Level 2 of the HealthAndFitnessAdvice.com Conditioning Gauntlet can serve as a real challenge for even the fittest women.

Last month I posted an item detailing the first level of a conditioning test that I use with both my athletes and regular clients. If you’ve tried it and aced it, or looked at it and thought it was too easy for you, level 2 of the gauntlet is worth of your consideration.

Regular visitors to the site should know I don’t believe in using the scale as a measure of a person’s fitness and don’t care how much someone weighs. Weight loss is a bogus way to measure “improvements” in a person’s fitness level.

For professional or college athletes, competitive weekend warriors or gym rats performance and capability is what rules the day and is all that matters when measuring the success of a fitness program.

The “Conditioning Gauntlet” I use with my clients and kids on my team is split into 2 sections; the section one consists of pull-ups, push-ups, sit-ups, 60-yard shuttle runs and the broad jump, the section two consists of the split jerk, squat, military press, dead lift and snatch.

I use different guidelines for men and women, and there are 2 levels for each section that reflect difficulty and conditioning level.

Here’s level 2 of the HealthAndFitnessAdvice.com Conditioning Gauntlet for women.

  • Pull-ups – 1 set of 7 repetitions
  • Push-ups – 1 set of 40 repetitions
  • Sit-ups – 1 set of 65 repetitions
  • Broad jump – 7 feet, 8 inches (best of 3 jumps)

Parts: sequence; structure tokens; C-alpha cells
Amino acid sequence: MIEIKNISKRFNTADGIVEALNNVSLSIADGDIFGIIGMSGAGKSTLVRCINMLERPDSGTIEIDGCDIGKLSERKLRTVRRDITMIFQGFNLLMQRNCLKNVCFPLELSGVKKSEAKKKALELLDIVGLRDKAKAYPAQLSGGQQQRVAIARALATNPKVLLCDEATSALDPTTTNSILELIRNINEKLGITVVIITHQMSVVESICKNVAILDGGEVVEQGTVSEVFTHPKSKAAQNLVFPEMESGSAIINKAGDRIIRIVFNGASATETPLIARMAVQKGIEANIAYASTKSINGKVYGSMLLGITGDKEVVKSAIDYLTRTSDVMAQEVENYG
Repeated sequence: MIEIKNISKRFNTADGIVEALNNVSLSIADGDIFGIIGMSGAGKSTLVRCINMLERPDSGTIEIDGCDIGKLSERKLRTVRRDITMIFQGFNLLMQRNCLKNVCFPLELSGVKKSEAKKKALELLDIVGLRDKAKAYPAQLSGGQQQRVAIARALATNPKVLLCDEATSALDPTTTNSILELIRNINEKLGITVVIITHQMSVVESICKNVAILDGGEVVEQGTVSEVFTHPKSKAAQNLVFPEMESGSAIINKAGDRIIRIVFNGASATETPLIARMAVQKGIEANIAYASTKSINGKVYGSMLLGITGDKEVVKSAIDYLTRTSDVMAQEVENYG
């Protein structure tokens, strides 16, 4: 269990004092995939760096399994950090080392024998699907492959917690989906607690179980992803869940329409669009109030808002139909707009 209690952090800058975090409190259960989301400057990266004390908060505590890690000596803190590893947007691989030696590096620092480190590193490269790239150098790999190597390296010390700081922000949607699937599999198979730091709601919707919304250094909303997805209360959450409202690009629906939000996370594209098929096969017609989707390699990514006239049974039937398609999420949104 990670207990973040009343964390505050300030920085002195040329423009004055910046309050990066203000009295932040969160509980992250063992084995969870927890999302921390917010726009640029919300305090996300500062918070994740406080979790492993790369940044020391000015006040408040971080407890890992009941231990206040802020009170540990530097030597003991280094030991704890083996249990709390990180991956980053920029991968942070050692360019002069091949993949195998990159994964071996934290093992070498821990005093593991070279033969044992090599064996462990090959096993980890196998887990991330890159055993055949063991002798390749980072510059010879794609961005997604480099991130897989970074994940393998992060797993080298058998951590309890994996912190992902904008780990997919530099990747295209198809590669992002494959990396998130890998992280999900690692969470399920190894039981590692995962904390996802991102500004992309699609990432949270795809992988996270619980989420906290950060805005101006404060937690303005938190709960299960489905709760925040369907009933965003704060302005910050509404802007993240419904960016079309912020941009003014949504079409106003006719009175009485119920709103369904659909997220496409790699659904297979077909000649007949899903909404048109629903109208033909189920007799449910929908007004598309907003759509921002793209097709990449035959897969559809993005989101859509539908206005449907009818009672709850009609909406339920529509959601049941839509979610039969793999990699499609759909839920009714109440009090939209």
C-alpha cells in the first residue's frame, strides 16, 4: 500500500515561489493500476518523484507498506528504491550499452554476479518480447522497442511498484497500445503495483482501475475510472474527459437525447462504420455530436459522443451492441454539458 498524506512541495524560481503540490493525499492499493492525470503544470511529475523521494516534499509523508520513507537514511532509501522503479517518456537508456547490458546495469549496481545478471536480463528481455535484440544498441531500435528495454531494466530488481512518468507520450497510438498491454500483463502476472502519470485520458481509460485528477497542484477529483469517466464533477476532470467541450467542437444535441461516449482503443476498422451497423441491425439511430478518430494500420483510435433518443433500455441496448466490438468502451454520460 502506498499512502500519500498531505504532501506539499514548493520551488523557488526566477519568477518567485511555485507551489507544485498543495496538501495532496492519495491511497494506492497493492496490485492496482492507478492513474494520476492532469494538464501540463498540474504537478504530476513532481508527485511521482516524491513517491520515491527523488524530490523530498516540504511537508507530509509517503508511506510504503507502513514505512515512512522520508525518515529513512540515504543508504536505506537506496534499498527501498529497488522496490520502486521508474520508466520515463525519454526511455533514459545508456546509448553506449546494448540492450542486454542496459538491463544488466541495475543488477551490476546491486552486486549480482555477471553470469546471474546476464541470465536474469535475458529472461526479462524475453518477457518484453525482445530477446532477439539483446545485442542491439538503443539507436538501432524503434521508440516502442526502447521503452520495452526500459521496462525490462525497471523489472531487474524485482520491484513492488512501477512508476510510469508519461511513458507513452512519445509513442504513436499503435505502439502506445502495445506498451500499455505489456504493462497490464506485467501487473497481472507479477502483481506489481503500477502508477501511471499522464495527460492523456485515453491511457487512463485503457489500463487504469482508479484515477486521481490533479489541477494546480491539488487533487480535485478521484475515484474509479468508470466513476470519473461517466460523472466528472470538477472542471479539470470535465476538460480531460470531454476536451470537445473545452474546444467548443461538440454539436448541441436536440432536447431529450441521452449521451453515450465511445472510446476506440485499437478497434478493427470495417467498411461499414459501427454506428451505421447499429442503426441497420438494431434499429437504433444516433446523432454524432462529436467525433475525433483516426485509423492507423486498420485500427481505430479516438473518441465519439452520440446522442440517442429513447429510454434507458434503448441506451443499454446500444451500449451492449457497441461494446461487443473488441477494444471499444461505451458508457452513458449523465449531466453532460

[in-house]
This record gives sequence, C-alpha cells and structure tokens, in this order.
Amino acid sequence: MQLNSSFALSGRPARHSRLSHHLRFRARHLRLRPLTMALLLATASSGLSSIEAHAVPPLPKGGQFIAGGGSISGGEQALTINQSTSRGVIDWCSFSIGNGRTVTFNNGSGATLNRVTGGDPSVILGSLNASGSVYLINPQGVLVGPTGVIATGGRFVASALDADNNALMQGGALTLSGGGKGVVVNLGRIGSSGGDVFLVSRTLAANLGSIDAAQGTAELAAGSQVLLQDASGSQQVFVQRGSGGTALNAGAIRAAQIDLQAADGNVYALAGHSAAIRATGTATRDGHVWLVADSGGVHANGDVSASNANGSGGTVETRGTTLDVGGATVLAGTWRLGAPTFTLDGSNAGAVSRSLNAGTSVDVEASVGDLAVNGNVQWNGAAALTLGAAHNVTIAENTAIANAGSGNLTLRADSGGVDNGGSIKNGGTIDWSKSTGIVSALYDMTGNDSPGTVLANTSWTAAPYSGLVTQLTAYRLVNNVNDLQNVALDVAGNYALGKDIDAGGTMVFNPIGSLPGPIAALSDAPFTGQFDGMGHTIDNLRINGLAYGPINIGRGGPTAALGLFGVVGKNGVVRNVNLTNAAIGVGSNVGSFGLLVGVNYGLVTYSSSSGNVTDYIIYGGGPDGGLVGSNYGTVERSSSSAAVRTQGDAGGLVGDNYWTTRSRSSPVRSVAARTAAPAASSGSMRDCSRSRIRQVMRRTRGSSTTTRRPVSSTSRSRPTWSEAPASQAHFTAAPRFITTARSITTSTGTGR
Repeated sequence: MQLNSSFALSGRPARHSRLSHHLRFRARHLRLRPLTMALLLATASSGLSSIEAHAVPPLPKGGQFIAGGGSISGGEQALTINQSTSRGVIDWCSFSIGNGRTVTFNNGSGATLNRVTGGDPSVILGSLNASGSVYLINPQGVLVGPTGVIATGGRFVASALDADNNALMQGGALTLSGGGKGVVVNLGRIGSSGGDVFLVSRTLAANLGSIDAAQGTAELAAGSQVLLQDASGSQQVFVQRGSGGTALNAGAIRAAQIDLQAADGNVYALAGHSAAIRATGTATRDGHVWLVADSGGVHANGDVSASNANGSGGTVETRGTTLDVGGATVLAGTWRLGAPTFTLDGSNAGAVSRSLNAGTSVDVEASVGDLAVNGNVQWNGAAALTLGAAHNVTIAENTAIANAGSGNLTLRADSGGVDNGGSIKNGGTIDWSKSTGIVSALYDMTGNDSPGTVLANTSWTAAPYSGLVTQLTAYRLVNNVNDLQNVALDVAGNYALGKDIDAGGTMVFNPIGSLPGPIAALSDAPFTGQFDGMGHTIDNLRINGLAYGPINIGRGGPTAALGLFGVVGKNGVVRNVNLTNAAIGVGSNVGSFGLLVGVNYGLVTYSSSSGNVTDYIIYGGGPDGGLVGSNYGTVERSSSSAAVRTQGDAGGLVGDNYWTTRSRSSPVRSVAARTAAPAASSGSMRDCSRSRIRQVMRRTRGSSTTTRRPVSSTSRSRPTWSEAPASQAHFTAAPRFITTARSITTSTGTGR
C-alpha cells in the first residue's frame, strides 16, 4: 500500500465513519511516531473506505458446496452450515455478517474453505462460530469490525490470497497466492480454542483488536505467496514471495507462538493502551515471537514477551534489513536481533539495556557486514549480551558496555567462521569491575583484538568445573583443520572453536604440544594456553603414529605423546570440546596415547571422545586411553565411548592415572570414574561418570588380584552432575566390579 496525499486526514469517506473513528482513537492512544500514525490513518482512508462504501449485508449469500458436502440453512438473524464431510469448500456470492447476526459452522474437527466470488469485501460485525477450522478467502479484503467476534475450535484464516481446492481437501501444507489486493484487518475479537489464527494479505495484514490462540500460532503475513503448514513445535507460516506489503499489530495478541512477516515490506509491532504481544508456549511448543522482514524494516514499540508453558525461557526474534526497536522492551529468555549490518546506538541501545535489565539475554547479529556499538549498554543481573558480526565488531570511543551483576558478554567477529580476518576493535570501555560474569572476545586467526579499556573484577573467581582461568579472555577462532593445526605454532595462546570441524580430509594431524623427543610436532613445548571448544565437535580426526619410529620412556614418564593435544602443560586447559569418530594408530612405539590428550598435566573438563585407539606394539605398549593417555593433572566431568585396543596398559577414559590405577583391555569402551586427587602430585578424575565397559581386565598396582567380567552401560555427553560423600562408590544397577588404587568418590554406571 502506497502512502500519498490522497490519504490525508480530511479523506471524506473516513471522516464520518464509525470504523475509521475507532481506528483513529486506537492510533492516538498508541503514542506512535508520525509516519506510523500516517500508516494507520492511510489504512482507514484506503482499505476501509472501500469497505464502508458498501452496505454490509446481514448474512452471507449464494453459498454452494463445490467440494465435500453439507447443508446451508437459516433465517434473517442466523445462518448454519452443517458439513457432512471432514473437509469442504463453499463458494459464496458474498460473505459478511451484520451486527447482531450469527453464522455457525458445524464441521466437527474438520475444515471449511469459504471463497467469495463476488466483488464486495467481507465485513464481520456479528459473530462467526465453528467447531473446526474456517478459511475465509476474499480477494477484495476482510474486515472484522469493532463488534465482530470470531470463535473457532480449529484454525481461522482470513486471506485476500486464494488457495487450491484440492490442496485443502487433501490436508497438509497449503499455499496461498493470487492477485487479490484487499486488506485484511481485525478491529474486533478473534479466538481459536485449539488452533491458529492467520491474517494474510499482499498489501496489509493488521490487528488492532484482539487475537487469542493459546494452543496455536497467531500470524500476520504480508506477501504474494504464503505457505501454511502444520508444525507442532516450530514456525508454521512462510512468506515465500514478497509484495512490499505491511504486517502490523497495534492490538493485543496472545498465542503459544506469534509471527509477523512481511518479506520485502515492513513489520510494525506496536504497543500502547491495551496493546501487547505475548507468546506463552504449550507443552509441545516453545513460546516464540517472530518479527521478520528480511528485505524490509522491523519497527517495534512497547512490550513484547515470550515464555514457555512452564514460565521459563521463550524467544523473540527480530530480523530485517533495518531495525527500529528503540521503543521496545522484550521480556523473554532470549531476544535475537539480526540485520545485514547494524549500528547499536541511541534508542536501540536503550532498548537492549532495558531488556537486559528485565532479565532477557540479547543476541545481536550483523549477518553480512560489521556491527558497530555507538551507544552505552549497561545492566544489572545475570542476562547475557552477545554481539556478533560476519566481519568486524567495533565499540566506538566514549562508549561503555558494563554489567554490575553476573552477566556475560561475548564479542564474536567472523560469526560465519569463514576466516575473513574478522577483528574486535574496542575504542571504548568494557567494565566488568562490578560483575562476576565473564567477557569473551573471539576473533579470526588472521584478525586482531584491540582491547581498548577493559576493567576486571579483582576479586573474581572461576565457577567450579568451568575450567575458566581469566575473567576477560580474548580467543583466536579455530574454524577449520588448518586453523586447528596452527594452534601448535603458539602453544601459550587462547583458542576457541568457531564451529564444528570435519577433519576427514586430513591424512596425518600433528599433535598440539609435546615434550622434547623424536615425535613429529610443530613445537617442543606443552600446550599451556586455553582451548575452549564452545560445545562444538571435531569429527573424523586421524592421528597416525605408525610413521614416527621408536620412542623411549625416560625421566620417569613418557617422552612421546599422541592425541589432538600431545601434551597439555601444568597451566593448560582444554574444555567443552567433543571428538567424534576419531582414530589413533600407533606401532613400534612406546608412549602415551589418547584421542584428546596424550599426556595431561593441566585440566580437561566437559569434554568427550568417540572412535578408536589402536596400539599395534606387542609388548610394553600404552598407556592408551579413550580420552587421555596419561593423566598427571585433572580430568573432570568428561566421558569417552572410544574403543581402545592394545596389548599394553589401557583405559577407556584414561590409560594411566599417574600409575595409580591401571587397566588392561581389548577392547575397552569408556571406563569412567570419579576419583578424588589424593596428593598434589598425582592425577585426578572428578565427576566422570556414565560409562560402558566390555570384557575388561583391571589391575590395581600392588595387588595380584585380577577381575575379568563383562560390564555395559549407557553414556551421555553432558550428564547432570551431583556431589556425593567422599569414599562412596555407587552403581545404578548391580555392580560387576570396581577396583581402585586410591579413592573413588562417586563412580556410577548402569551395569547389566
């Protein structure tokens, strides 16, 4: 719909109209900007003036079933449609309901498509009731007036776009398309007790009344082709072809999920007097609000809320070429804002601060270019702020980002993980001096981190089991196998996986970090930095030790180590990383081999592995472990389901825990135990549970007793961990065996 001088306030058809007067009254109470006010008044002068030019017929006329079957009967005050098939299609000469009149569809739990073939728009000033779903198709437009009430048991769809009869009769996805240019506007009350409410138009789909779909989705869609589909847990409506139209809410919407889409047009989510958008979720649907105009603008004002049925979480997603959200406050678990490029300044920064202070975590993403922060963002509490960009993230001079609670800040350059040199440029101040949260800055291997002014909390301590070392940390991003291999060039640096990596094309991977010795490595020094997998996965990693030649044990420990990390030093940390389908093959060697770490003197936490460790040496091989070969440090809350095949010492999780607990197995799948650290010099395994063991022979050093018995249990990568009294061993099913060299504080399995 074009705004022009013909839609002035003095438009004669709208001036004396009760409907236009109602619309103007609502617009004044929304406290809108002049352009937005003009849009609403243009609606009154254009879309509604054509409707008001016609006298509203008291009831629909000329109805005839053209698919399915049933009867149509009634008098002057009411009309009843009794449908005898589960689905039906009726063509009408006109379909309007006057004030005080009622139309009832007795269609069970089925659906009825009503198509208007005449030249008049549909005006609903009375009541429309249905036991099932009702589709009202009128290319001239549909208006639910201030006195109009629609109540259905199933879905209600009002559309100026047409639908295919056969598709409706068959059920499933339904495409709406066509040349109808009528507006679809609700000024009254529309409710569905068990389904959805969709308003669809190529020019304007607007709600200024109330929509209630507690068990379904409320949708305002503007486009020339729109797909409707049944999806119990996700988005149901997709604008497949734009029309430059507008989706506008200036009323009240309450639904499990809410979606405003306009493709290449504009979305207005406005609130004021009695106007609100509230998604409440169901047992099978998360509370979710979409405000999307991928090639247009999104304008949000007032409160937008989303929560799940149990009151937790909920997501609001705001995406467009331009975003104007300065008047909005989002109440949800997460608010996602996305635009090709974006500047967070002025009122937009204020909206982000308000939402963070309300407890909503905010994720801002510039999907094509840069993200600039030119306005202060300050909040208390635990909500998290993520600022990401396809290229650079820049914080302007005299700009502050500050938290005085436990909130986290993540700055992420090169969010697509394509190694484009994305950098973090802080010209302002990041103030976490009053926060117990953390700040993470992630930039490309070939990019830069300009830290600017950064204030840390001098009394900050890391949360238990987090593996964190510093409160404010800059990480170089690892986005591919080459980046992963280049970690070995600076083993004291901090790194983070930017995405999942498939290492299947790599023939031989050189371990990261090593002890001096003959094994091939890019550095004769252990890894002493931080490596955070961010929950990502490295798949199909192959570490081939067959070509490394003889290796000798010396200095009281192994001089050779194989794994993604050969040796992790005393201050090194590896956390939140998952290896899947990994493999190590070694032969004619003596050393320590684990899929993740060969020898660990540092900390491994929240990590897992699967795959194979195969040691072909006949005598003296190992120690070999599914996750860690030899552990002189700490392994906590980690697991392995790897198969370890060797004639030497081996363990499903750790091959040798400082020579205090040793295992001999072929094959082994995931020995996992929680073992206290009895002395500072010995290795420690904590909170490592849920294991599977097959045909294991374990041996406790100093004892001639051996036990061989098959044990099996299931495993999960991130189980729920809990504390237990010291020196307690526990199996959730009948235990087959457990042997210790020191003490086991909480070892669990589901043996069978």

• 60-yard shuttle runs – complete 12 in 14 seconds (or under) each taking 46 seconds rest in between shuttles

No doubt about it, if you are able to perform any of these tasks you are in very good shape.  However, anyone woman, of any age, who can complete these tasks consecutively, is in phenomenal shape, and can be considered a stud!

If you’ve taken a shot at the first level you know how you need to prepare; allow plenty of time for a general warm up, do an abbreviated set of each “event” and give yourself no more than 3-minutes in between exercises. And please do not try to complete this test if you haven’t completed the first level of the gauntlet and until you have actually worked on these events.

The shuttle runs aren’t for newbies – even for people who do regular cardiovascular exercise.  Unless you’ve worked on running full-effort shuttles you should not try this test. The HealthAndFitnessAdvice.com Conditioning Gauntlet provides an accurate measure of your fitness level and if you can complete this test – regardless of what the scale says – you are in top-level shape.


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